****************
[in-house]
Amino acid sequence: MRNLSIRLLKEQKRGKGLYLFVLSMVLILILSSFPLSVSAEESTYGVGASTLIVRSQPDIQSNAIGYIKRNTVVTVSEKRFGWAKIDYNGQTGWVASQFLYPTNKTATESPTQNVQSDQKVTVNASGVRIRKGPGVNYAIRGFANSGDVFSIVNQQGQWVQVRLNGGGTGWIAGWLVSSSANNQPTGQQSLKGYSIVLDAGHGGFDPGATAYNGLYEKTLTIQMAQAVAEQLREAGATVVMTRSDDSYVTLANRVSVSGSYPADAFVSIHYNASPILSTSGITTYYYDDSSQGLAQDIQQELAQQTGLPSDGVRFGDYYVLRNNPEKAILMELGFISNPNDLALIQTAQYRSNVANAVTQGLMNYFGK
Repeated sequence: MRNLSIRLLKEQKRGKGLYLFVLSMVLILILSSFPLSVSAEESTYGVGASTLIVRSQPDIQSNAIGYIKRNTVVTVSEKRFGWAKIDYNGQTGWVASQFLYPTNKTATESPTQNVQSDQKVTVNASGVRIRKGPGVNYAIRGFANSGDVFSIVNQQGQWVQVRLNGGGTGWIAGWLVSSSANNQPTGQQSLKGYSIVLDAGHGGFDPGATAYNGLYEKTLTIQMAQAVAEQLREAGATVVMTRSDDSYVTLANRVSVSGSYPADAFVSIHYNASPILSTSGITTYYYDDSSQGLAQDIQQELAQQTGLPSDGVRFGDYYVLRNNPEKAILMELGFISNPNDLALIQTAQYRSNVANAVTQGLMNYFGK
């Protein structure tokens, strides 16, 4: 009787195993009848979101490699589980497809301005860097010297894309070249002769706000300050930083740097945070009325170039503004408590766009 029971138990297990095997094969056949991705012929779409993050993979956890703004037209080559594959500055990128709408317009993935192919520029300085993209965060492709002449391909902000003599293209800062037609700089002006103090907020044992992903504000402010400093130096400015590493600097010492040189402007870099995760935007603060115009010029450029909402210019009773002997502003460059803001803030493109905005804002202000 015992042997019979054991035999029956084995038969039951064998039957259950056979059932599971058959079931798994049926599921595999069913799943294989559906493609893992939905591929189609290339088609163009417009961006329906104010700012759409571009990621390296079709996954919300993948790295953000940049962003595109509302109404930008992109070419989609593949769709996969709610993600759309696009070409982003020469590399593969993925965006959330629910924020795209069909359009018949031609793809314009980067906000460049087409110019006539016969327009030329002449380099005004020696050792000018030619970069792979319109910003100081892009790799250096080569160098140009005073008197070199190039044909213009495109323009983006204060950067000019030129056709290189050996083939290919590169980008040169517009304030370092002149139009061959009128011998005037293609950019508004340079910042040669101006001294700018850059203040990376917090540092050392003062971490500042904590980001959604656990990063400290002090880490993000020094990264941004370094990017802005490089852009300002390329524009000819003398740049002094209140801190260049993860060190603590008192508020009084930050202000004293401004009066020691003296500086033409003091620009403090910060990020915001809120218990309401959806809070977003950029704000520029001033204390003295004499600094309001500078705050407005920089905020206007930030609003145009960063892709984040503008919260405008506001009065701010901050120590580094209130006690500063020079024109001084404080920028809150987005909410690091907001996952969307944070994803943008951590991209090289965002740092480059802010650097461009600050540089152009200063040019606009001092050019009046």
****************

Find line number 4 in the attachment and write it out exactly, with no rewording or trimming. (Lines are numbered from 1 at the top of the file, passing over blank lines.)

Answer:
């Protein structure tokens, strides 16, 4: 009787195993009848979101490699589980497809301005860097010297894309070249002769706000300050930083740097945070009325170039503004408590766009 029971138990297990095997094969056949991705012929779409993050993979956890703004037209080559594959500055990128709408317009993935192919520029300085993209965060492709002449391909902000003599293209800062037609700089002006103090907020044992992903504000402010400093130096400015590493600097010492040189402007870099995760935007603060115009010029450029909402210019009773002997502003460059803001803030493109905005804002202000 015992042997019979054991035999029956084995038969039951064998039957259950056979059932599971058959079931798994049926599921595999069913799943294989559906493609893992939905591929189609290339088609163009417009961006329906104010700012759409571009990621390296079709996954919300993948790295953000940049962003595109509302109404930008992109070419989609593949769709996969709610993600759309696009070409982003020469590399593969993925965006959330629910924020795209069909359009018949031609793809314009980067906000460049087409110019006539016969327009030329002449380099005004020696050792000018030619970069792979319109910003100081892009790799250096080569160098140009005073008197070199190039044909213009495109323009983006204060950067000019030129056709290189050996083939290919590169980008040169517009304030370092002149139009061959009128011998005037293609950019508004340079910042040669101006001294700018850059203040990376917090540092050392003062971490500042904590980001959604656990990063400290002090880490993000020094990264941004370094990017802005490089852009300002390329524009000819003398740049002094209140801190260049993860060190603590008192508020009084930050202000004293401004009066020691003296500086033409003091620009403090910060990020915001809120218990309401959806809070977003950029704000520029001033204390003295004499600094309001500078705050407005920089905020206007930030609003145009960063892709984040503008919260405008506001009065701010901050120590580094209130006690500063020079024109001084404080920028809150987005909410690091907001996952969307944070994803943008951590991209090289965002740092480059802010650097461009600050540089152009200063040019606009001092050019009046």